Determinants of fertility preferences among HIV infected mothers in Uasin Gichu District, Kenya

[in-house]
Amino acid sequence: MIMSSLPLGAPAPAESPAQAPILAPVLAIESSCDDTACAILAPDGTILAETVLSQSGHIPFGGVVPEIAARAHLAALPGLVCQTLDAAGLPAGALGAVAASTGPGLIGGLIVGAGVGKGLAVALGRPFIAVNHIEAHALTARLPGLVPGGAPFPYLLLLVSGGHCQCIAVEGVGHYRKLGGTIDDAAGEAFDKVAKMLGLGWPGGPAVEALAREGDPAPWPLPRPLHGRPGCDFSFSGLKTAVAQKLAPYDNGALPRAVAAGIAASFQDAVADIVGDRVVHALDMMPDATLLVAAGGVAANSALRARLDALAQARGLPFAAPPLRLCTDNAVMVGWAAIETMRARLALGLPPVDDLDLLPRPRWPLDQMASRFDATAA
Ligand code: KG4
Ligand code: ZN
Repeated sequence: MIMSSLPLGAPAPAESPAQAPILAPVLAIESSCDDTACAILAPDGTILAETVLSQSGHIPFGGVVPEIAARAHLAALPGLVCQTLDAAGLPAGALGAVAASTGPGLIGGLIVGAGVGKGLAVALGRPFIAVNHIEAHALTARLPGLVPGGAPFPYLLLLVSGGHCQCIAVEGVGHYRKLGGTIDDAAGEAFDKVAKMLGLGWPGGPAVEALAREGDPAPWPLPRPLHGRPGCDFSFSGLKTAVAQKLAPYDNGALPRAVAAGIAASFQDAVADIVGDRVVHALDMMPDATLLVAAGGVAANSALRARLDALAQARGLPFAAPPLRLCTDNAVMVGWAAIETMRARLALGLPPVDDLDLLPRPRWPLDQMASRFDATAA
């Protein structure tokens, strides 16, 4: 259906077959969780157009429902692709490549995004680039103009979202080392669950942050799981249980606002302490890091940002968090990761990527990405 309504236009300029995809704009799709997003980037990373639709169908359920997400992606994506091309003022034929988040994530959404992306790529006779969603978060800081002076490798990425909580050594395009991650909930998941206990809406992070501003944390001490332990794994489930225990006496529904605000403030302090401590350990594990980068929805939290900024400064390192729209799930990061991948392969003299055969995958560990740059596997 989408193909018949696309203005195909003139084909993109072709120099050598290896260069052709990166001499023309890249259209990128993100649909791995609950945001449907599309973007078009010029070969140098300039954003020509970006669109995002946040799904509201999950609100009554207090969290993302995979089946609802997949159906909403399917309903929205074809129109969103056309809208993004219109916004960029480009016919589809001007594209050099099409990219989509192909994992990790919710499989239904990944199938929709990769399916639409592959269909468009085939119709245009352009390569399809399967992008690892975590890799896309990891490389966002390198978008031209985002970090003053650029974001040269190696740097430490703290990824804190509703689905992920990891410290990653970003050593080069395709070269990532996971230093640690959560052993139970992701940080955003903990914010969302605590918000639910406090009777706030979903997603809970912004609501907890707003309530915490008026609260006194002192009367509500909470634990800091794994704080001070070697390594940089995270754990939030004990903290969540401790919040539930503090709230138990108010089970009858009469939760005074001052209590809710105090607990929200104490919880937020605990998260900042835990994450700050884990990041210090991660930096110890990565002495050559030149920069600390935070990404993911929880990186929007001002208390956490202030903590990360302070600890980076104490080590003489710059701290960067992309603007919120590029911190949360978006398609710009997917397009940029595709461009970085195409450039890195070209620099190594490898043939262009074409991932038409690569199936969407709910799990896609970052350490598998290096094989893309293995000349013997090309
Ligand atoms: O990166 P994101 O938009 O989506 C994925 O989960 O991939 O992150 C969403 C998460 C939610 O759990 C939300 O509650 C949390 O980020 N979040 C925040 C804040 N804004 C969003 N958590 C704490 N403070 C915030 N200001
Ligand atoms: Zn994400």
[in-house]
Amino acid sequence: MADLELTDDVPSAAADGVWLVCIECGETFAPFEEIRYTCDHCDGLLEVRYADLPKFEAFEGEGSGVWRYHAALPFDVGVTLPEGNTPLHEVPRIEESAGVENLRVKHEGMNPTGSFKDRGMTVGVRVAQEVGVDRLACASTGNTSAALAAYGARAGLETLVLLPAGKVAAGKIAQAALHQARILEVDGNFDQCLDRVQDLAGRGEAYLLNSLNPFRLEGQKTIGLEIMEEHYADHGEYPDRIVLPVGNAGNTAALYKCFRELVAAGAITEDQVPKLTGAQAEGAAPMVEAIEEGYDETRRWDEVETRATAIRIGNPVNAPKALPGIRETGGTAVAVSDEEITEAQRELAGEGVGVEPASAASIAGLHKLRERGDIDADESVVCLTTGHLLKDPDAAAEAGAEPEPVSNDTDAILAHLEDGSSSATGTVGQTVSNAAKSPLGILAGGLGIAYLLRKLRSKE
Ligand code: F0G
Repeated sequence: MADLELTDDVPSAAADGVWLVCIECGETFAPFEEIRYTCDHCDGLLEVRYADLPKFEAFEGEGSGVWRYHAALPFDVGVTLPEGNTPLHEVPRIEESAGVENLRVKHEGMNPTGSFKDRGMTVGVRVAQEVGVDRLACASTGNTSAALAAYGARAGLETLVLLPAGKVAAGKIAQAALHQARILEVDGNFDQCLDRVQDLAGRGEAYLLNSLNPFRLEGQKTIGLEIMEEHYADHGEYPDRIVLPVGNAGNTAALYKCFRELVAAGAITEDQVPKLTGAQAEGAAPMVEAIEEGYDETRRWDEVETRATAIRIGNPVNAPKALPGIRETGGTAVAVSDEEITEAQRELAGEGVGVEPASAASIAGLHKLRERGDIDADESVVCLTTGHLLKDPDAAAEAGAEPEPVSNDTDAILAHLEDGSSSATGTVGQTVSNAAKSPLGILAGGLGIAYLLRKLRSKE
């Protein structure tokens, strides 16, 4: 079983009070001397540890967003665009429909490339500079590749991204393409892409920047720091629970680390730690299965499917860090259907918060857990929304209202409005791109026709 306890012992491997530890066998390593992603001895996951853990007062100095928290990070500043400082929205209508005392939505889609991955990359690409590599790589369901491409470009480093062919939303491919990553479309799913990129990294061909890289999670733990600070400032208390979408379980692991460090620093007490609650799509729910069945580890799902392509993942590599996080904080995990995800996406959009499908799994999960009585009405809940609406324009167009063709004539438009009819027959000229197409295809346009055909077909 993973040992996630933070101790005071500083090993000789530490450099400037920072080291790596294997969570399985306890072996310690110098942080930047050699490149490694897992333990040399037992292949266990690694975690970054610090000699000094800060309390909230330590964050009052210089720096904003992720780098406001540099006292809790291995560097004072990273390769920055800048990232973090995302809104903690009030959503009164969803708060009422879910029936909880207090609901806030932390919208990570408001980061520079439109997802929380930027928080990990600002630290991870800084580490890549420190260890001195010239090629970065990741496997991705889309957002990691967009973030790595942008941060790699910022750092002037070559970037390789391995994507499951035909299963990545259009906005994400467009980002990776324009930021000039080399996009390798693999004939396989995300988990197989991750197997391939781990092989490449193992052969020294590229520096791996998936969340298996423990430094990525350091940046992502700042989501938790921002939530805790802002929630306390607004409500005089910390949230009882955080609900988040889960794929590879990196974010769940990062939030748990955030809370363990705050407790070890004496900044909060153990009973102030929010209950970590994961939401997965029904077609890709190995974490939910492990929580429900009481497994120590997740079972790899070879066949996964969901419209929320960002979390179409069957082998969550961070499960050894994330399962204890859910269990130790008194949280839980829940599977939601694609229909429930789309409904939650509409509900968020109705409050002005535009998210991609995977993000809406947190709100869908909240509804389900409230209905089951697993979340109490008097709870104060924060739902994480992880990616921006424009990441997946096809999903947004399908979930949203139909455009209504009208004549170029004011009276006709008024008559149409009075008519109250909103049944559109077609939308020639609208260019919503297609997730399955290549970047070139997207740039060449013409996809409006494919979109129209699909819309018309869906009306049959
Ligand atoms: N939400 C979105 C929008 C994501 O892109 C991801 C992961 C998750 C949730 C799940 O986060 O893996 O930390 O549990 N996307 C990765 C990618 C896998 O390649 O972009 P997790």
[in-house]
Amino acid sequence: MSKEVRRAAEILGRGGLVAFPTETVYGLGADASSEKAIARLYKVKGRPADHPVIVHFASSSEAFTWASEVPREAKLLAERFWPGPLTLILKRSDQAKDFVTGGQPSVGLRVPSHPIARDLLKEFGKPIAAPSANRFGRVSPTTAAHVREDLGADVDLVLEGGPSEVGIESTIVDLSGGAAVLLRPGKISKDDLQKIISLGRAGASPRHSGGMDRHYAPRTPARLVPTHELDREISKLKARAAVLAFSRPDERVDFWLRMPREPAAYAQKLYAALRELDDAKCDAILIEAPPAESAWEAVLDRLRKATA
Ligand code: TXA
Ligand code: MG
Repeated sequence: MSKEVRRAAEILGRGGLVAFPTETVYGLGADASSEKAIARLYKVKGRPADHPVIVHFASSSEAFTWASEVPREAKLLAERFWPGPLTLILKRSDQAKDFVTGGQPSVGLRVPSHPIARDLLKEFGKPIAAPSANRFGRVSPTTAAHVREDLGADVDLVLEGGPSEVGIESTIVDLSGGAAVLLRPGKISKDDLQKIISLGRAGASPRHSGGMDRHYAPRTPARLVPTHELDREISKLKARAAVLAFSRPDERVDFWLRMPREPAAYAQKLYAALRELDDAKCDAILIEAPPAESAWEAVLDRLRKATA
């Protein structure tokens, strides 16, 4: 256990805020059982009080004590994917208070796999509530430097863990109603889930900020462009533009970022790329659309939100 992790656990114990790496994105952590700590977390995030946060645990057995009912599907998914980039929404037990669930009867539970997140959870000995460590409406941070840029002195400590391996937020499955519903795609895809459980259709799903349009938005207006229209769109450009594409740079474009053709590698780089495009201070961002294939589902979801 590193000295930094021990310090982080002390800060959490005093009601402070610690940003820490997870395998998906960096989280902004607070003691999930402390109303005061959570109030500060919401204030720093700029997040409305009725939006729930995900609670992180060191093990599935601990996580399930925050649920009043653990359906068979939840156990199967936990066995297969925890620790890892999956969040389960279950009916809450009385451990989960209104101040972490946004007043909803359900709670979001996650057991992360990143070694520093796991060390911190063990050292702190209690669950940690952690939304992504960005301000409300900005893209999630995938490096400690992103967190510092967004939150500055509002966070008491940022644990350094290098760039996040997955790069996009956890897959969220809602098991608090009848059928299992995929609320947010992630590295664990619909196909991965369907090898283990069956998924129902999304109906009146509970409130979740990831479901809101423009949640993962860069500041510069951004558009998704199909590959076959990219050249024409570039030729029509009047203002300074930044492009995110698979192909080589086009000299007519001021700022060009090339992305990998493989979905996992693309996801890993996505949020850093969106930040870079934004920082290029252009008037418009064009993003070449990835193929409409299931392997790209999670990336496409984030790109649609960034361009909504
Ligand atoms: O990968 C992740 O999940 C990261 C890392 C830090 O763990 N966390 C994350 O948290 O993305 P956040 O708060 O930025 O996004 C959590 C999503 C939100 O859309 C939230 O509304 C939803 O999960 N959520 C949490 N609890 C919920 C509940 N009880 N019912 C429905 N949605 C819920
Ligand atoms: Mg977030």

Occurrence of the HIV and AIDS pandemic among childbearing women has necessitated these women to reconsider their future fertility preferences. Generally women who learn that they are HIV infected may have a strong desire to avoid bearing additional children who may be born HIV infected and/or will become orphaned at an early age. Availability of safe and effective contraception and high quality reproductive health counseling can help a woman practice safer sex and determine her future childbearing on a more responsible and informed basis. A descriptive cross-sectional study was undertaken in Uasin Gishu District of Rift Valley Province. A total of 400 consenting HIV infected mothers were interviewed using a pre-tested interview schedule. To validate the respondents' feedback and ascertain the perception of the Health Care Providers towards fertility among HIV infected mothers a questionnaire was administered on them. Data were analyzed using SPSS statistical package version 11.5. The highest proportion of desire to get additional children (53.5%) was seen amongst those respondents aged 15-19 years while the lowest desire for additional children was recorded amongst age group 40-44 years with none (0.0%) desiring to get additional children. There was a significant statistical relationship between age and fertility preferences (x2=21.699; df=5; P=0.001). Majority (77.5%) of respondents had two or more children. Majority (85.1%) of the respondents who knew about all the three stages of MTCT; pregnancy, delivery and breastfeeding did not intend to get additional children while onethird (33.3%) of those who did not know any stage of MTCT still intended to get additional children. There was a significant relationship between knowledge on MTCT and fertility preference among the respondents (x2 =20.213; df=7; P=0.005). The study reveals that none of the respondents who had knowledge on at least six contraceptive methods wished to get additional children whereas all of those who knew only one method did desire to get additional children. A significant relationship was found between the number of methods familiar to the respondents and their fertility preference (x2 =12.307; df=5; P=0.031). The findings of this study will be used addressing gaps in reproductive health services and counseling among HIV infected women. Though most of the HCP (health care providers) had an additional job-relevant training, they were inadequate in basic training and hence its implementation. It is recommended that more heath care providers be trained specifically on family planning and PMTCT of HIV.